Most of you, who are working on T-SQL must be knowing that using “SELECT * FROM <<Table>>” syntax is treated as a Bad Practice and instead, using “SELECT <<Column Names>> FROM <<Table>>” syntax is recommended as a Best Practice for various reasons (discussing those is not in scope of this article).
So, to be able to follow the Best Practice, it requires typing in the names of individual columns which is a time-consuming process especially if there are huge number of columns to be specified in the Select List. To overcome this very concern, there is actually a really cool shortcut for specifying the names of the columns in the SELECT statement with just few mouse clicks. Here is how this simple trick works.
I had previously published a tip titled Quickest way to SELECT All Columns from a Table at Just Learned on BeyondRelational.com. It became very popular and I received a great feedback from the community members. In the interest of my blog’s subscribers and visitors, I am going to present that tip here with a couple of visuals as follows.
Say you want to select all the columns from a table, for which you would write a query something like this:
Now, as specified above, we need to replace the asterisk (*) in the above query with the list of all the columns present in DimProduct table. To do this, follow these steps:
- Go to SSMS, Open a new query window, Type SELECT followed by a space on First Line and FROM dbo.DimProduct on the Second Line.
- Go to Object Explorer | Database Containing DimProduct Table | DimProduct Table
- Expand the DimProduct table and click on Columns folder
- Hold the Left Mouse Button and Drag the Columns folder on to the Query Window after SELECT, which will pull all the columns from DimProduct table and place them after the SELECT statement in the query window separated by commas (,) as shown below.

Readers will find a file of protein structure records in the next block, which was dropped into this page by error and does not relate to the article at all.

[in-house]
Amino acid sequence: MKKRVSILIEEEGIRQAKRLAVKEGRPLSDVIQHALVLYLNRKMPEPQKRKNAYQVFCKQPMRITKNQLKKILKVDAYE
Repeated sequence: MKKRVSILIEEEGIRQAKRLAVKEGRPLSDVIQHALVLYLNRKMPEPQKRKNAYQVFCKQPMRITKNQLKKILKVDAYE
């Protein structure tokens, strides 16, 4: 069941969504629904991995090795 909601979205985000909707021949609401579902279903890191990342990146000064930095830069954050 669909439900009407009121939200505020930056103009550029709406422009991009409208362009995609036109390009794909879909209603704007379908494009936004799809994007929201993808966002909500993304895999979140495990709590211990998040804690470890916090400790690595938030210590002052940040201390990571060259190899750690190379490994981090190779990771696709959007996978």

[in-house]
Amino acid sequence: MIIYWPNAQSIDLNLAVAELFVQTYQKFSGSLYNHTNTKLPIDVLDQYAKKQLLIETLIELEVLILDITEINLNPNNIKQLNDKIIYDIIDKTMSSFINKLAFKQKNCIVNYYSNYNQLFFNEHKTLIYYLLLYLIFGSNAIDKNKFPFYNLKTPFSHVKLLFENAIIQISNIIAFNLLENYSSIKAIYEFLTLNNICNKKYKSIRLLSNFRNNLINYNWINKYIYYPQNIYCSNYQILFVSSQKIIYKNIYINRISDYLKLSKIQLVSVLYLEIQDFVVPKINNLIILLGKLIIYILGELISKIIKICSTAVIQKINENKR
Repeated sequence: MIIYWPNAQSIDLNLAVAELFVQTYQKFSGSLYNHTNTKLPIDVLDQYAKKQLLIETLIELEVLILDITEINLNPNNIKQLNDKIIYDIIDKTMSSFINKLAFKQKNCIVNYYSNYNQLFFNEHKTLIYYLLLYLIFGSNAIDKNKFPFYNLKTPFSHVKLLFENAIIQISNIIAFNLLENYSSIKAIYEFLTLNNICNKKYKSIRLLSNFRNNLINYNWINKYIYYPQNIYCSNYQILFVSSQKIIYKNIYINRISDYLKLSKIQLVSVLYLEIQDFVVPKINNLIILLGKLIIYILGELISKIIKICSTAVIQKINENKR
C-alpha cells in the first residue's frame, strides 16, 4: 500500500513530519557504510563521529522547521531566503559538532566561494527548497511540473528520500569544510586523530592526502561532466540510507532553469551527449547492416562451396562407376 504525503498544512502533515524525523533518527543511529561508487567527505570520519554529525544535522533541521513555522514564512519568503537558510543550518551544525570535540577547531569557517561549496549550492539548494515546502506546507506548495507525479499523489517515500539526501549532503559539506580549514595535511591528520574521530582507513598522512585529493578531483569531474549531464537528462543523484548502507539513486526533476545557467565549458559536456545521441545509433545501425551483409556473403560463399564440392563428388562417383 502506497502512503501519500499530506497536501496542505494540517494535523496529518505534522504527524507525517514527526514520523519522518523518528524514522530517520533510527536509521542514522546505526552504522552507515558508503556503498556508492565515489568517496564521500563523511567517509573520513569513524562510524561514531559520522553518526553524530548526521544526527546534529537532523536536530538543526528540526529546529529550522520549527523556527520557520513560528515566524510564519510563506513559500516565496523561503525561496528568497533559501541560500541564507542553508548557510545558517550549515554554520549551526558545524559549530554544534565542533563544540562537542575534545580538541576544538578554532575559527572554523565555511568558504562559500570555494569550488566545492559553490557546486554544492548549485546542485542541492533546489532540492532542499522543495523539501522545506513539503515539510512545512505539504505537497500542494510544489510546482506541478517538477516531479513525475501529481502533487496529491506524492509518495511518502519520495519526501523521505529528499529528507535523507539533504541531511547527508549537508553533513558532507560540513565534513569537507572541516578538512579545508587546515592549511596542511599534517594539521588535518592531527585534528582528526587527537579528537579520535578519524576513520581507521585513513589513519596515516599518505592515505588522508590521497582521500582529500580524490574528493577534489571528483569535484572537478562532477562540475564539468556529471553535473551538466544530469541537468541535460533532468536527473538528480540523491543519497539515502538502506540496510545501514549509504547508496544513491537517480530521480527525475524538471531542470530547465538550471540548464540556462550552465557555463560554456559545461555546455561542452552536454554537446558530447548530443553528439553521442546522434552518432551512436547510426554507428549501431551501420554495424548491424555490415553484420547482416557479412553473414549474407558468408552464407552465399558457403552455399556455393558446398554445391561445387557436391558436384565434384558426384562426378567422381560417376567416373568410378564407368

When you drag the Columns folder, All the Columns from DimProduct are placed after the SELECT Clause and before the FROM Clause in the above query window as shown below.
Now, you can make slight formatting changes to suit your needs and if you want, you can even remove some of the columns based on your need (Remember that, removal is always easier than addition when it comes to Coding and hence this approach!).
This is one of my all time favorite tips and I use this almost all the times
Do let me know, what is your approach of Selecting Columns from a SQL Server Table in a T-SQL Query by leaving a comment below.
Take a look at the other Tips and Tricks in this Series on Tips, Tricks, Techniques, and Shortcuts to Improve Productivity, and Design and Coding Skills.
[Updated : 2012-06-12]: One of my friends, Samuel Vanga (Blog | Twitter), pointed me to a Microsoft Connect item “[SSMS] Improvements required for dragging columns from Object Explorer“, on another thread, submitted by a well-known SSIS expert, Jamie Thomson (Blog | Twitter). Please do vote for this connect item if you like this tip and the suggestions made by Jamie Thomson out there on Microsoft Connect.
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